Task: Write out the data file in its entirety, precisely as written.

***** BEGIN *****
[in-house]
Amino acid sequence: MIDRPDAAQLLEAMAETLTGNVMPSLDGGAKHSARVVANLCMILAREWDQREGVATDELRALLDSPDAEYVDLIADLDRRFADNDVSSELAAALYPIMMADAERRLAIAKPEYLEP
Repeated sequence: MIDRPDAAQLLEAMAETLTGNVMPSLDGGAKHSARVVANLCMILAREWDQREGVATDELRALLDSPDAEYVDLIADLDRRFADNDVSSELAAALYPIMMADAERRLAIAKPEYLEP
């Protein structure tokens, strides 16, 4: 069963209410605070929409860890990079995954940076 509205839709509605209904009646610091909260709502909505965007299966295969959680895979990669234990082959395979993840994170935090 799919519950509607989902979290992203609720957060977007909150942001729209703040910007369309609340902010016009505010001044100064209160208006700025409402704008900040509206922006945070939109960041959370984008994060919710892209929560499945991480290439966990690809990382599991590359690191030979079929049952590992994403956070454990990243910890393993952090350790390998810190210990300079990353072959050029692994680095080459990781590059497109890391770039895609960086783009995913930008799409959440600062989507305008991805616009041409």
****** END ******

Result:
[in-house]
Amino acid sequence: MIDRPDAAQLLEAMAETLTGNVMPSLDGGAKHSARVVANLCMILAREWDQREGVATDELRALLDSPDAEYVDLIADLDRRFADNDVSSELAAALYPIMMADAERRLAIAKPEYLEP
Repeated sequence: MIDRPDAAQLLEAMAETLTGNVMPSLDGGAKHSARVVANLCMILAREWDQREGVATDELRALLDSPDAEYVDLIADLDRRFADNDVSSELAAALYPIMMADAERRLAIAKPEYLEP
């Protein structure tokens, strides 16, 4: 069963209410605070929409860890990079995954940076 509205839709509605209904009646610091909260709502909505965007299966295969959680895979990669234990082959395979993840994170935090 799919519950509607989902979290992203609720957060977007909150942001729209703040910007369309609340902010016009505010001044100064209160208006700025409402704008900040509206922006945070939109960041959370984008994060919710892209929560499945991480290439966990690809990382599991590359690191030979079929049952590992994403956070454990990243910890393993952090350790390998810190210990300079990353072959050029692994680095080459990781590059497109890391770039895609960086783009995913930008799409959440600062989507305008991805616009041409």